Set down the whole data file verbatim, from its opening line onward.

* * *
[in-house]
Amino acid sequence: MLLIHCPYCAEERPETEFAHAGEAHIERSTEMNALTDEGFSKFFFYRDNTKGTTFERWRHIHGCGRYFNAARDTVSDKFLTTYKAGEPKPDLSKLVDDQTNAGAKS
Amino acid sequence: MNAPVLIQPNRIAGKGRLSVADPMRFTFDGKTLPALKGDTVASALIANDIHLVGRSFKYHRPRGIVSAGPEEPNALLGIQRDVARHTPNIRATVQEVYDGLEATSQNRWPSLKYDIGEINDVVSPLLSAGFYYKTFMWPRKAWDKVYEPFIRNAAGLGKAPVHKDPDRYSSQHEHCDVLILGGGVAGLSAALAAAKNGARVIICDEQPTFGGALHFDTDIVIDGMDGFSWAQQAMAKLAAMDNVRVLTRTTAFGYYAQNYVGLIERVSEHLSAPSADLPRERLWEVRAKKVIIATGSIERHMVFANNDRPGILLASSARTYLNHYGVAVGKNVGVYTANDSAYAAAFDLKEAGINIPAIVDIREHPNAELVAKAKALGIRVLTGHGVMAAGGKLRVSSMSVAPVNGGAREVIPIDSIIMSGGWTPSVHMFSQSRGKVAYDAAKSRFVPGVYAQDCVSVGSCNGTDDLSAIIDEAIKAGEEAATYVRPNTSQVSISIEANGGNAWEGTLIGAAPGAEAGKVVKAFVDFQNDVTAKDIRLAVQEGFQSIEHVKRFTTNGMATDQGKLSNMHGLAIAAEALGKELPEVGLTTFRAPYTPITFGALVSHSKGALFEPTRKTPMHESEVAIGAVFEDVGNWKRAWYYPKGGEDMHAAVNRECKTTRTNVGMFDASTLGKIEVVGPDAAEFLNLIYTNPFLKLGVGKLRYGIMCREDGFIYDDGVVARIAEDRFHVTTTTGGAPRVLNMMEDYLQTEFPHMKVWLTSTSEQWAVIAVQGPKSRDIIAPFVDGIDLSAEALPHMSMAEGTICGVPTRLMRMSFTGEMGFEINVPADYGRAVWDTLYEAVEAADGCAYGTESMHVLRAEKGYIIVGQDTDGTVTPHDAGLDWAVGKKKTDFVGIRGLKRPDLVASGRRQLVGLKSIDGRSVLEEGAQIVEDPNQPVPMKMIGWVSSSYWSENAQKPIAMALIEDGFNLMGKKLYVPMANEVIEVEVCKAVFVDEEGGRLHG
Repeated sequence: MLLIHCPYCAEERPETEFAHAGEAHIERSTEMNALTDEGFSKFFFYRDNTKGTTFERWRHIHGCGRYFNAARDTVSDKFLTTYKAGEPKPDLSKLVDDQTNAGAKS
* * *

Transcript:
[in-house]
Amino acid sequence: MLLIHCPYCAEERPETEFAHAGEAHIERSTEMNALTDEGFSKFFFYRDNTKGTTFERWRHIHGCGRYFNAARDTVSDKFLTTYKAGEPKPDLSKLVDDQTNAGAKS
Amino acid sequence: MNAPVLIQPNRIAGKGRLSVADPMRFTFDGKTLPALKGDTVASALIANDIHLVGRSFKYHRPRGIVSAGPEEPNALLGIQRDVARHTPNIRATVQEVYDGLEATSQNRWPSLKYDIGEINDVVSPLLSAGFYYKTFMWPRKAWDKVYEPFIRNAAGLGKAPVHKDPDRYSSQHEHCDVLILGGGVAGLSAALAAAKNGARVIICDEQPTFGGALHFDTDIVIDGMDGFSWAQQAMAKLAAMDNVRVLTRTTAFGYYAQNYVGLIERVSEHLSAPSADLPRERLWEVRAKKVIIATGSIERHMVFANNDRPGILLASSARTYLNHYGVAVGKNVGVYTANDSAYAAAFDLKEAGINIPAIVDIREHPNAELVAKAKALGIRVLTGHGVMAAGGKLRVSSMSVAPVNGGAREVIPIDSIIMSGGWTPSVHMFSQSRGKVAYDAAKSRFVPGVYAQDCVSVGSCNGTDDLSAIIDEAIKAGEEAATYVRPNTSQVSISIEANGGNAWEGTLIGAAPGAEAGKVVKAFVDFQNDVTAKDIRLAVQEGFQSIEHVKRFTTNGMATDQGKLSNMHGLAIAAEALGKELPEVGLTTFRAPYTPITFGALVSHSKGALFEPTRKTPMHESEVAIGAVFEDVGNWKRAWYYPKGGEDMHAAVNRECKTTRTNVGMFDASTLGKIEVVGPDAAEFLNLIYTNPFLKLGVGKLRYGIMCREDGFIYDDGVVARIAEDRFHVTTTTGGAPRVLNMMEDYLQTEFPHMKVWLTSTSEQWAVIAVQGPKSRDIIAPFVDGIDLSAEALPHMSMAEGTICGVPTRLMRMSFTGEMGFEINVPADYGRAVWDTLYEAVEAADGCAYGTESMHVLRAEKGYIIVGQDTDGTVTPHDAGLDWAVGKKKTDFVGIRGLKRPDLVASGRRQLVGLKSIDGRSVLEEGAQIVEDPNQPVPMKMIGWVSSSYWSENAQKPIAMALIEDGFNLMGKKLYVPMANEVIEVEVCKAVFVDEEGGRLHG
Repeated sequence: MLLIHCPYCAEERPETEFAHAGEAHIERSTEMNALTDEGFSKFFFYRDNTKGTTFERWRHIHGCGRYFNAARDTVSDKFLTTYKAGEPKPDLSKLVDDQTNAGAKS